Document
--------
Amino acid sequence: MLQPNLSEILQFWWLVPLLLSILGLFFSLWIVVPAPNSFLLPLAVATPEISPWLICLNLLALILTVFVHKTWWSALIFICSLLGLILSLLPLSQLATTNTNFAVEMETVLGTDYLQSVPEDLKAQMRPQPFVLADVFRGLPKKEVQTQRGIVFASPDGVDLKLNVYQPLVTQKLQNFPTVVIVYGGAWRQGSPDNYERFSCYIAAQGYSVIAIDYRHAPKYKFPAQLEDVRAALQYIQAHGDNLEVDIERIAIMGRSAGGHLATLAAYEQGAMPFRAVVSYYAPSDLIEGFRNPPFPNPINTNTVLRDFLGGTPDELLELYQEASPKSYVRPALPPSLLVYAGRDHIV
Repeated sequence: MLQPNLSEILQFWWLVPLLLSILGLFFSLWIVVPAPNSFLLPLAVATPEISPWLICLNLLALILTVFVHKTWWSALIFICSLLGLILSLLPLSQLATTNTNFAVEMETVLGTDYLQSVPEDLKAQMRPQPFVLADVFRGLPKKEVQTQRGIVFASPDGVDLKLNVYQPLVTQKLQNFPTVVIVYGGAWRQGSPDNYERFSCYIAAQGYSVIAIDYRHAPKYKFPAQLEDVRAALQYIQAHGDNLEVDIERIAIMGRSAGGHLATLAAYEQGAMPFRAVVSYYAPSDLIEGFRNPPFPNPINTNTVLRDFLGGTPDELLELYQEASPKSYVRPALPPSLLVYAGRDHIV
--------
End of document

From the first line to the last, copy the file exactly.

Amino acid sequence: MLQPNLSEILQFWWLVPLLLSILGLFFSLWIVVPAPNSFLLPLAVATPEISPWLICLNLLALILTVFVHKTWWSALIFICSLLGLILSLLPLSQLATTNTNFAVEMETVLGTDYLQSVPEDLKAQMRPQPFVLADVFRGLPKKEVQTQRGIVFASPDGVDLKLNVYQPLVTQKLQNFPTVVIVYGGAWRQGSPDNYERFSCYIAAQGYSVIAIDYRHAPKYKFPAQLEDVRAALQYIQAHGDNLEVDIERIAIMGRSAGGHLATLAAYEQGAMPFRAVVSYYAPSDLIEGFRNPPFPNPINTNTVLRDFLGGTPDELLELYQEASPKSYVRPALPPSLLVYAGRDHIV
Repeated sequence: MLQPNLSEILQFWWLVPLLLSILGLFFSLWIVVPAPNSFLLPLAVATPEISPWLICLNLLALILTVFVHKTWWSALIFICSLLGLILSLLPLSQLATTNTNFAVEMETVLGTDYLQSVPEDLKAQMRPQPFVLADVFRGLPKKEVQTQRGIVFASPDGVDLKLNVYQPLVTQKLQNFPTVVIVYGGAWRQGSPDNYERFSCYIAAQGYSVIAIDYRHAPKYKFPAQLEDVRAALQYIQAHGDNLEVDIERIAIMGRSAGGHLATLAAYEQGAMPFRAVVSYYAPSDLIEGFRNPPFPNPINTNTVLRDFLGGTPDELLELYQEASPKSYVRPALPPSLLVYAGRDHIV